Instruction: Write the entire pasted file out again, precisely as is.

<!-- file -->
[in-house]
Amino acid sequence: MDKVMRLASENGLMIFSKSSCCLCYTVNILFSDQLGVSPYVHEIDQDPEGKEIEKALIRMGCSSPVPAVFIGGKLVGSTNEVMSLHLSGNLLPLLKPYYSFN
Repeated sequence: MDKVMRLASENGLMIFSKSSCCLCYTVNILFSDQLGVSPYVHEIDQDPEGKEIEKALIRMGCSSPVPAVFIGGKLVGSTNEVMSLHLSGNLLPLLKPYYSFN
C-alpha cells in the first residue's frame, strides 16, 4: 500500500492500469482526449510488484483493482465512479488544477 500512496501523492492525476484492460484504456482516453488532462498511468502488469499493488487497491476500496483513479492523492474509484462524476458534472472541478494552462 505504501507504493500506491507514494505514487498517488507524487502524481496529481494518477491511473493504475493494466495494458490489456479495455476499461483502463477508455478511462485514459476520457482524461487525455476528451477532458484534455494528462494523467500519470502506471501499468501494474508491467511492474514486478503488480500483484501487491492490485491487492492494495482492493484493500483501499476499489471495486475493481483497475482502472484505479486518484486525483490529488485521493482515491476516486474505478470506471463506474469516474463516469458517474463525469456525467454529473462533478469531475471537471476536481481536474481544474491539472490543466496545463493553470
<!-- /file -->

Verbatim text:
[in-house]
Amino acid sequence: MDKVMRLASENGLMIFSKSSCCLCYTVNILFSDQLGVSPYVHEIDQDPEGKEIEKALIRMGCSSPVPAVFIGGKLVGSTNEVMSLHLSGNLLPLLKPYYSFN
Repeated sequence: MDKVMRLASENGLMIFSKSSCCLCYTVNILFSDQLGVSPYVHEIDQDPEGKEIEKALIRMGCSSPVPAVFIGGKLVGSTNEVMSLHLSGNLLPLLKPYYSFN
C-alpha cells in the first residue's frame, strides 16, 4: 500500500492500469482526449510488484483493482465512479488544477 500512496501523492492525476484492460484504456482516453488532462498511468502488469499493488487497491476500496483513479492523492474509484462524476458534472472541478494552462 505504501507504493500506491507514494505514487498517488507524487502524481496529481494518477491511473493504475493494466495494458490489456479495455476499461483502463477508455478511462485514459476520457482524461487525455476528451477532458484534455494528462494523467500519470502506471501499468501494474508491467511492474514486478503488480500483484501487491492490485491487492492494495482492493484493500483501499476499489471495486475493481483497475482502472484505479486518484486525483490529488485521493482515491476516486474505478470506471463506474469516474463516469458517474463525469456525467454529473462533478469531475471537471476536481481536474481544474491539472490543466496545463493553470